I was born and raised in the South East of the UK just outside of London in a sleepy village called Prestwood. In my university days in Southampton, I would leave for the semester and come back home a few months later to find that nothing had changed. Mum might have reorganised the entire kitchen (every year without fail) and Dad might have sprouted a few more ear hairs. But, other than that, not much seemed to happen in our neck of the woods.
When I was diagnosed with lymphoedema my life changed somewhat. I’m still heading in the same direction, only now I have new challenges and different priorities. It was my last Christmas in Southampton and the following summer I would be heading home again.
It’s safe to say that in Prestwood, lymphoedema was not the talk of the town. I had no one to chat with, not even my doctor, and so the condition soon became very isolating. I swept it under the rug and rarely brought it into conversation, unless, of course, someone spotted that one of my legs dwarfs the other.
I didn’t even wear my compression stockings as I wasn’t aware of the risks. “Hey! I’m young… there’s no way one swollen leg will keep me down” I would think, and it didn’t. Until June of 2017 where I was brought back to reality by cellulitis, but that’s a different story.
Post cellulitis, my lymphoedema network grew somewhat. I’ve met therapists and doctors, and connected with other lymphies who, just through documenting their experience of lymphoedema online, have expanded my thinking towards the condition.
However, irrespective of this global community, those from the UK with lymphoedema still lack the support they should be receiving considering the severity of the condition. We are blessed with a superb NHS which sadly, in recent years, has been suffocated by politics meaning lymphoedema does not get the attention it deserves. Primary patients will struggle to access a community who understand the condition and, upon diagnosis, there’s no standardised route of care.
For me, post diagnosis felt like being dropped off at the gates on the first day of school, not knowing where to turn, with a complimentary ‘off you go’ thrown in for good measure. I found it hard to explain to my friends, family and colleagues what lymphoedema was, why I had it, and what on earth I was going to do about it. The condition is not in the spotlight. In fact, lymphoedema is only beginning to gain exposure in the medical world due to its relationship with cancer.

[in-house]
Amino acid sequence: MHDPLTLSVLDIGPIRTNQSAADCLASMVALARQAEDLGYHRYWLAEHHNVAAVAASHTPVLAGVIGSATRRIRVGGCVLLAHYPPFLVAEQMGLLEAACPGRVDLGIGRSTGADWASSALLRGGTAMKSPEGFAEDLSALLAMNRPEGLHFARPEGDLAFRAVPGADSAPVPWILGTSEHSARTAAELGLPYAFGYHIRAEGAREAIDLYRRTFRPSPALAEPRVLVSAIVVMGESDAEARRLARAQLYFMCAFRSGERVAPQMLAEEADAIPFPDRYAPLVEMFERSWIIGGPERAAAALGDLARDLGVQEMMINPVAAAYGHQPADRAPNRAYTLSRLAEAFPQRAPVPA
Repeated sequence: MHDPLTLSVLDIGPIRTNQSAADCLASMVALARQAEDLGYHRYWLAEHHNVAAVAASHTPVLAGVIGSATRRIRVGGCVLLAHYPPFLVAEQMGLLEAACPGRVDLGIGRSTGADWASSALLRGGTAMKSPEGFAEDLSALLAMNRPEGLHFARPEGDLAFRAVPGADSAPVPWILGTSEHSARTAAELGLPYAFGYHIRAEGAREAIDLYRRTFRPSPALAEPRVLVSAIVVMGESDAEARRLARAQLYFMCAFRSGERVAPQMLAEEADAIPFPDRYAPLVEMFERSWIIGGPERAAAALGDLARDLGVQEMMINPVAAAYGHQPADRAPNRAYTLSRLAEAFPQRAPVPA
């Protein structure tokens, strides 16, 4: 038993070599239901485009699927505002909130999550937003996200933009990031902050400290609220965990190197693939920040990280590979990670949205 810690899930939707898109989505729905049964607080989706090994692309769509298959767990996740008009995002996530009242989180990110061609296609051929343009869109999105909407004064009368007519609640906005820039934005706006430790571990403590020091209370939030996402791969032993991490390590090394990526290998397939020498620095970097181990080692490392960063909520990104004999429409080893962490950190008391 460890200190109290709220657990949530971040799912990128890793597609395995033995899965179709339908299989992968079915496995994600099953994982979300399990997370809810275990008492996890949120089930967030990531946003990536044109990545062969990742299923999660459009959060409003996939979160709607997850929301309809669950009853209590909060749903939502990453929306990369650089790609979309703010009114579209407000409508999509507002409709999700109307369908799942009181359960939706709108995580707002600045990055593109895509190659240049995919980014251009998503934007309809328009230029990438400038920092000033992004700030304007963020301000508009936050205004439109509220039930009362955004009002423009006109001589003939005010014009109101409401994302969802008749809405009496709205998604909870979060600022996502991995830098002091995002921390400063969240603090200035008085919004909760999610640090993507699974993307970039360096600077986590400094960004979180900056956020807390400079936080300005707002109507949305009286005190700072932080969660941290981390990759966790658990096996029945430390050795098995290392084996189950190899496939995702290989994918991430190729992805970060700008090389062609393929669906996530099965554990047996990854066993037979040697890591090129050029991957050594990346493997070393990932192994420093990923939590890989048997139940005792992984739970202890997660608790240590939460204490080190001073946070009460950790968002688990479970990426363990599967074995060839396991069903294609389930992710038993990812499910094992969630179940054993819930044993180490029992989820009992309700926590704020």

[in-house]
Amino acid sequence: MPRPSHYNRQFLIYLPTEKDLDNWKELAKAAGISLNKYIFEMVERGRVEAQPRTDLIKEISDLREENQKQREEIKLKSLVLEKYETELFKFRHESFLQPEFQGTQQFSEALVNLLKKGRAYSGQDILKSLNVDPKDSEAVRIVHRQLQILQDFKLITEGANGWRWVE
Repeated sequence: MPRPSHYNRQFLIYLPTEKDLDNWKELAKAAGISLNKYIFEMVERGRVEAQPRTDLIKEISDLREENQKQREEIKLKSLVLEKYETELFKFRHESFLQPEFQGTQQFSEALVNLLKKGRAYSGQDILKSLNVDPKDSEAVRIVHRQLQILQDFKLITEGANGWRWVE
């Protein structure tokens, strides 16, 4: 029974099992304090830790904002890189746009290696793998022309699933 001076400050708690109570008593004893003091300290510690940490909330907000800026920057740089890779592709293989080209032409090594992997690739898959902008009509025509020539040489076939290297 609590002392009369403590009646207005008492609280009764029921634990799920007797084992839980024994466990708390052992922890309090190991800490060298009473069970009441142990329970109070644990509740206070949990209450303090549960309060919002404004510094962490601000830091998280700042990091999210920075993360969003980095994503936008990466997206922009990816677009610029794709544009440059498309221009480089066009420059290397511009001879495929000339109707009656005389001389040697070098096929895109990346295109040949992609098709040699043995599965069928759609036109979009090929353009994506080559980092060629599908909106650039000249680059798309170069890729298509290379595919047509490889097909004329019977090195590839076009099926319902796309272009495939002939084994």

It doesn’t come cheap either. Therapists, bandages, pumps, compression garments, the list goes on. There’s no way around it – either find the money, or swell. Lymphoedema has no bias – It doesn’t pick you based on your habits. Quite the opposite, it turns up unannounced as the result of trauma like a sports injury or cancer. Sometimes we inherit the condition and when it rears its ugly, complicated and swollen head it leaves the whole family guessing who carried the gene in the first place.
However, in spite of all this, the UK remains a world leader in health care. Lymphoedema might be low down on the list but compared with most of the world, the condition is manageable as support is there (you just need to dig) and our natural and social climate lends itself kindly to those suffering with it. By this I mean it’s cooler in the UK than in many countries, and as a result we have less disease. Although socially you will still face jeers and discrimination, you are likely to fare better in this part of the world where, due to an arguably more “progressive” society, there might be more understanding.
But of course, this is just one opinion of a twenty-four year sat in a hostel somewhere in Bangkok. I often find myself comparing my struggle (it’s not always a struggle mind) with other peoples. How do other Brits cope? Is the “lymphie life” too expensive, unmanageable or inaccessible? More poignantly, how do those suffering with lymphoedema cope in parts of the world where healthcare isn’t as easily accessed? It’s an important conversation to be had as there is not one country that won’t feel the effects of lymphoedema, whether that be primary or secondary.
So, if you are reading this I would love to hear your experience of lymphoedema and how it’s defined by where you live and who you are. It’s a sensitive topic, but the more we talk about it openly, the more exposure and support we can give one another.